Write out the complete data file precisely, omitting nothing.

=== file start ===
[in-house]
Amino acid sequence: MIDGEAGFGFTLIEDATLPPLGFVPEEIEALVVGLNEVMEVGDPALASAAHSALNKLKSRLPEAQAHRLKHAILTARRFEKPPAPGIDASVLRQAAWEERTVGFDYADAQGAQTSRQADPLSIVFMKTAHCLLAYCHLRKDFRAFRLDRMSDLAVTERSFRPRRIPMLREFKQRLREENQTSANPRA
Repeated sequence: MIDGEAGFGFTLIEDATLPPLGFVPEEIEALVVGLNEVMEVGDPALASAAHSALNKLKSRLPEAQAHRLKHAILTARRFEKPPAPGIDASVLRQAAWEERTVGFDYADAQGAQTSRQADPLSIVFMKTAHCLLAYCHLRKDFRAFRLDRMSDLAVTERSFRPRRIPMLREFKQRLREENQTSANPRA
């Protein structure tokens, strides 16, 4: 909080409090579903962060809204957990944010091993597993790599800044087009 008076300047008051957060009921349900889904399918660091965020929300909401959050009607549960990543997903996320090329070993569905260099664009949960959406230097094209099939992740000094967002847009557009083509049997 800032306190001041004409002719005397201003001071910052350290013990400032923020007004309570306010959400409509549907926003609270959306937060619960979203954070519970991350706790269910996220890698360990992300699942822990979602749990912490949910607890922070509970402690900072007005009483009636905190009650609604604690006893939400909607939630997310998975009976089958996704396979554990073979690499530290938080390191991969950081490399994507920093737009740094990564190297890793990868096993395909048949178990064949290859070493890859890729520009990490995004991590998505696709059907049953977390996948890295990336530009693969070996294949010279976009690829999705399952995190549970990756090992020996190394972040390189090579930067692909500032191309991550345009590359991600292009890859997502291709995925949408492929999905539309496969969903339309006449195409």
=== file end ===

[in-house]
Amino acid sequence: MIDGEAGFGFTLIEDATLPPLGFVPEEIEALVVGLNEVMEVGDPALASAAHSALNKLKSRLPEAQAHRLKHAILTARRFEKPPAPGIDASVLRQAAWEERTVGFDYADAQGAQTSRQADPLSIVFMKTAHCLLAYCHLRKDFRAFRLDRMSDLAVTERSFRPRRIPMLREFKQRLREENQTSANPRA
Repeated sequence: MIDGEAGFGFTLIEDATLPPLGFVPEEIEALVVGLNEVMEVGDPALASAAHSALNKLKSRLPEAQAHRLKHAILTARRFEKPPAPGIDASVLRQAAWEERTVGFDYADAQGAQTSRQADPLSIVFMKTAHCLLAYCHLRKDFRAFRLDRMSDLAVTERSFRPRRIPMLREFKQRLREENQTSANPRA
């Protein structure tokens, strides 16, 4: 909080409090579903962060809204957990944010091993597993790599800044087009 008076300047008051957060009921349900889904399918660091965020929300909401959050009607549960990543997903996320090329070993569905260099664009949960959406230097094209099939992740000094967002847009557009083509049997 800032306190001041004409002719005397201003001071910052350290013990400032923020007004309570306010959400409509549907926003609270959306937060619960979203954070519970991350706790269910996220890698360990992300699942822990979602749990912490949910607890922070509970402690900072007005009483009636905190009650609604604690006893939400909607939630997310998975009976089958996704396979554990073979690499530290938080390191991969950081490399994507920093737009740094990564190297890793990868096993395909048949178990064949290859070493890859890729520009990490995004991590998505696709059907049953977390996948890295990336530009693969070996294949010279976009690829999705399952995190549970990756090992020996190394972040390189090579930067692909500032191309991550345009590359991600292009890859997502291709995925949408492929999905539309496969969903339309006449195409």